Simon Morris; Pigeon Reader, 2012
Inspired by Georges Perec’s musings on reading, which he likens to “a pigeon pecking at the ground in search of breadcrumbs”, Simon Morris’ latest book sets exactly those feral avians to work on the very surface of Perec’s celebrated text “Reading: A Socio-physiological Outline”. In the process he puts pressure on all of the terms in Perec’s title: what does it mean to engage a text physically — looking at print, flipping pages, processing language, vocalizing, responding — without any of the social practices or semantics we usually associate with “reading.” Or, to put this as Wittgenstein might: what activities still embody a grammar of reading even in the absence of what would seem to be its defining features.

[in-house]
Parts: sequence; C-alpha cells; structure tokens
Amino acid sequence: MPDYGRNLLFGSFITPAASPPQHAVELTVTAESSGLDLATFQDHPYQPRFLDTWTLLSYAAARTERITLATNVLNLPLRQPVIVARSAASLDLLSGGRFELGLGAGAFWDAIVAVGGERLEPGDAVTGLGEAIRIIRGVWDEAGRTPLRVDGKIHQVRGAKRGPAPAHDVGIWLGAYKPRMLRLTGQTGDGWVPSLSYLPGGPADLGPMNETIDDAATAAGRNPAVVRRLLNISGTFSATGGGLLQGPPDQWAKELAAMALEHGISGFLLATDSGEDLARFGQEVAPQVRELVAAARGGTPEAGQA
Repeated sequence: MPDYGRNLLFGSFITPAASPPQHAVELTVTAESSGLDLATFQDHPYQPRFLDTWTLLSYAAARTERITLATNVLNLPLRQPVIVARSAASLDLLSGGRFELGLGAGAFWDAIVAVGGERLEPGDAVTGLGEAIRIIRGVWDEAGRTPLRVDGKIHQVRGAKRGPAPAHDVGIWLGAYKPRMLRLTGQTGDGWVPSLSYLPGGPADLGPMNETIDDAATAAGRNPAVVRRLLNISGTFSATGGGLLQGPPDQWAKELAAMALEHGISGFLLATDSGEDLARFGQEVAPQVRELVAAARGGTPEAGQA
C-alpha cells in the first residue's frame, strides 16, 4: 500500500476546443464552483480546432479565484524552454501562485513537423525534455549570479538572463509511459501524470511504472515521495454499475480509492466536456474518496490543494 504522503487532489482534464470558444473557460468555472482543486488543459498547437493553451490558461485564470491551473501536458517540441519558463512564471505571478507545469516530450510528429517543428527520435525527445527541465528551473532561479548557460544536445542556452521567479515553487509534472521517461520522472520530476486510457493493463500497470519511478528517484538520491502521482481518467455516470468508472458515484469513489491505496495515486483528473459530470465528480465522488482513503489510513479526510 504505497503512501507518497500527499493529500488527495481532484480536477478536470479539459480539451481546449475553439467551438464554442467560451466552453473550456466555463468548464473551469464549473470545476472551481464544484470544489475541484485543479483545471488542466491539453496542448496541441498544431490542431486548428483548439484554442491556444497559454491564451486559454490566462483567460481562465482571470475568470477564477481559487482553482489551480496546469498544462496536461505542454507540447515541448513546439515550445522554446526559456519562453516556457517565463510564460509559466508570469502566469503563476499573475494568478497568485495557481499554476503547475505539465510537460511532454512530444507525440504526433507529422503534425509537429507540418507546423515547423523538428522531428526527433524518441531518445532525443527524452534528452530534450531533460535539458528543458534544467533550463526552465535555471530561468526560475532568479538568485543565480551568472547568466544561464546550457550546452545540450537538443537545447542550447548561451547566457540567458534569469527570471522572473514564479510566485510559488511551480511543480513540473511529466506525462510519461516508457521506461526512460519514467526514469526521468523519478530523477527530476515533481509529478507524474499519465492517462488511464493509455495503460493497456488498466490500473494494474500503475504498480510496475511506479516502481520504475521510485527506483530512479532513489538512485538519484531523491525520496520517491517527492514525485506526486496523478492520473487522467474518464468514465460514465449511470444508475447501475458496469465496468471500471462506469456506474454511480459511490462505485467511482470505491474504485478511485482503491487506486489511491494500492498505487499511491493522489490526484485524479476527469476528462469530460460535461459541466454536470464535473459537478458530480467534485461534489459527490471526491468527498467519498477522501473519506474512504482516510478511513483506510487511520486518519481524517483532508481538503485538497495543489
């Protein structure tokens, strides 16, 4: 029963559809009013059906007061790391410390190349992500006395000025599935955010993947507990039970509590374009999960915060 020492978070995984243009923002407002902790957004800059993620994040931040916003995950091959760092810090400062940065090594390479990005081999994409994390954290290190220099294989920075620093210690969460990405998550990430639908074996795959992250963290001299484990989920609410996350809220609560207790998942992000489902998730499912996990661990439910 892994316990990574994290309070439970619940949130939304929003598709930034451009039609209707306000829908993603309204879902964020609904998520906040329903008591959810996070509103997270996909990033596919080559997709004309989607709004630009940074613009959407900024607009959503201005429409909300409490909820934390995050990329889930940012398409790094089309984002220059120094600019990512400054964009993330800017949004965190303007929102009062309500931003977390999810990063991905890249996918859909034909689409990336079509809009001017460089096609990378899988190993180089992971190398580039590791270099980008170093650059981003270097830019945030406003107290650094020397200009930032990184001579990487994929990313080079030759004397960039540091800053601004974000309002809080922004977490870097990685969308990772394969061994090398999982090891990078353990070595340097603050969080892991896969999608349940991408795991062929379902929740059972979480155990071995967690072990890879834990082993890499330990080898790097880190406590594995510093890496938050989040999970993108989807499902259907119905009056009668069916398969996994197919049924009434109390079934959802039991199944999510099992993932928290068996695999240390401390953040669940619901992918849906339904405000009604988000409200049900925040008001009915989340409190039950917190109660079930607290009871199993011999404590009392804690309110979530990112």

Moreover, Pigeon Reader intervenes as a precise facsimile edition of Perec’s book, Species of Spaces and Other Pieces (trans. John Sturrock, London: Penguin books, 1997), with only the single chapter on reading modified. Pigeon Reader is thus also a kind of inversion, as well as an intervention: where British copyright laws permit copying 5% of a book, Morris has copied 95%. In reprinting the book to this extent, Morris’ conviction has gone beyond the recent tradition of the artists’ insert. Within the paratext he has corrupted the corporate branding, with penguins morphing into pigeons and advertisements re-imagined. One could be forgiven for asking why someone would remake an entire book just to make a conceptual play in a single chapter. Morris would likely respond by further appropriating and recontextualizing Perec’s closing words from “Reading”: “These are questions that I ask, and I think there is some point in a writer asking them.”